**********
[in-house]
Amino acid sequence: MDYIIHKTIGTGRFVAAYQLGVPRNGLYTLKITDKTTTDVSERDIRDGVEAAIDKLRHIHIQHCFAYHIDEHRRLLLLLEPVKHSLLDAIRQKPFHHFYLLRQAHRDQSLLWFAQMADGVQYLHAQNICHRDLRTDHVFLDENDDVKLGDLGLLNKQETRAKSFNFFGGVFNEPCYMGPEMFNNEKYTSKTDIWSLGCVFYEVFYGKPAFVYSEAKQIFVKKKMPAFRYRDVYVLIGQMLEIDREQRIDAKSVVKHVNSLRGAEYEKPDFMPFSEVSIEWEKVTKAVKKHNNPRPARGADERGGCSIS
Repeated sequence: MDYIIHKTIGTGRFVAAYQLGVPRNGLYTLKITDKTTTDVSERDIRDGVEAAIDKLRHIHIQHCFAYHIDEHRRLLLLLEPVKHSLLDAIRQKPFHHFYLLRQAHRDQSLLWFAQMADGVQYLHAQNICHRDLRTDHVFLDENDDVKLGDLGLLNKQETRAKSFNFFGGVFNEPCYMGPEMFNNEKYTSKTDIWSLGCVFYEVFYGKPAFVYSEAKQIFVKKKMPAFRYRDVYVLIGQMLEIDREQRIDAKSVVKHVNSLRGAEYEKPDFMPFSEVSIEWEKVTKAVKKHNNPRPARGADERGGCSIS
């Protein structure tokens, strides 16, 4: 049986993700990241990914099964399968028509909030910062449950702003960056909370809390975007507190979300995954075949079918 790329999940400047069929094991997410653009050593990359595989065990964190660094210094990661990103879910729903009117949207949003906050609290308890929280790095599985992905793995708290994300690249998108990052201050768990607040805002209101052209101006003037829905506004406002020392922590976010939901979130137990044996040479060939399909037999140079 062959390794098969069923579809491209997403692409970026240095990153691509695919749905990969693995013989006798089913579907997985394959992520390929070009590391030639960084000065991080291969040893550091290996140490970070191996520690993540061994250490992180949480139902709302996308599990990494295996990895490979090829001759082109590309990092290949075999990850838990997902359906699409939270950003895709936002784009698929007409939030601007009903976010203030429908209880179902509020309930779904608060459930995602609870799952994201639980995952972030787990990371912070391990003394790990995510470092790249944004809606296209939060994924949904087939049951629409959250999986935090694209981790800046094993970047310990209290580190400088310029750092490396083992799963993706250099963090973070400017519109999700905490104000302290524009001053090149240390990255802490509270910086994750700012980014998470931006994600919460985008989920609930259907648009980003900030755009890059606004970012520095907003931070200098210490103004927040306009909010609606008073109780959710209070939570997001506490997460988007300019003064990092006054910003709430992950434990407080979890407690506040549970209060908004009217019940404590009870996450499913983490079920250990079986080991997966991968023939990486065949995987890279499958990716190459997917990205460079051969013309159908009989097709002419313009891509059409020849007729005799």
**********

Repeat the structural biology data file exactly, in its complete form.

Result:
[in-house]
Amino acid sequence: MDYIIHKTIGTGRFVAAYQLGVPRNGLYTLKITDKTTTDVSERDIRDGVEAAIDKLRHIHIQHCFAYHIDEHRRLLLLLEPVKHSLLDAIRQKPFHHFYLLRQAHRDQSLLWFAQMADGVQYLHAQNICHRDLRTDHVFLDENDDVKLGDLGLLNKQETRAKSFNFFGGVFNEPCYMGPEMFNNEKYTSKTDIWSLGCVFYEVFYGKPAFVYSEAKQIFVKKKMPAFRYRDVYVLIGQMLEIDREQRIDAKSVVKHVNSLRGAEYEKPDFMPFSEVSIEWEKVTKAVKKHNNPRPARGADERGGCSIS
Repeated sequence: MDYIIHKTIGTGRFVAAYQLGVPRNGLYTLKITDKTTTDVSERDIRDGVEAAIDKLRHIHIQHCFAYHIDEHRRLLLLLEPVKHSLLDAIRQKPFHHFYLLRQAHRDQSLLWFAQMADGVQYLHAQNICHRDLRTDHVFLDENDDVKLGDLGLLNKQETRAKSFNFFGGVFNEPCYMGPEMFNNEKYTSKTDIWSLGCVFYEVFYGKPAFVYSEAKQIFVKKKMPAFRYRDVYVLIGQMLEIDREQRIDAKSVVKHVNSLRGAEYEKPDFMPFSEVSIEWEKVTKAVKKHNNPRPARGADERGGCSIS
């Protein structure tokens, strides 16, 4: 049986993700990241990914099964399968028509909030910062449950702003960056909370809390975007507190979300995954075949079918 790329999940400047069929094991997410653009050593990359595989065990964190660094210094990661990103879910729903009117949207949003906050609290308890929280790095599985992905793995708290994300690249998108990052201050768990607040805002209101052209101006003037829905506004406002020392922590976010939901979130137990044996040479060939399909037999140079 062959390794098969069923579809491209997403692409970026240095990153691509695919749905990969693995013989006798089913579907997985394959992520390929070009590391030639960084000065991080291969040893550091290996140490970070191996520690993540061994250490992180949480139902709302996308599990990494295996990895490979090829001759082109590309990092290949075999990850838990997902359906699409939270950003895709936002784009698929007409939030601007009903976010203030429908209880179902509020309930779904608060459930995602609870799952994201639980995952972030787990990371912070391990003394790990995510470092790249944004809606296209939060994924949904087939049951629409959250999986935090694209981790800046094993970047310990209290580190400088310029750092490396083992799963993706250099963090973070400017519109999700905490104000302290524009001053090149240390990255802490509270910086994750700012980014998470931006994600919460985008989920609930259907648009980003900030755009890059606004970012520095907003931070200098210490103004927040306009909010609606008073109780959710209070939570997001506490997460988007300019003064990092006054910003709430992950434990407080979890407690506040549970209060908004009217019940404590009870996450499913983490079920250990079986080991997966991968023939990486065949995987890279499958990716190459997917990205460079051969013309159908009989097709002419313009891509059409020849007729005799």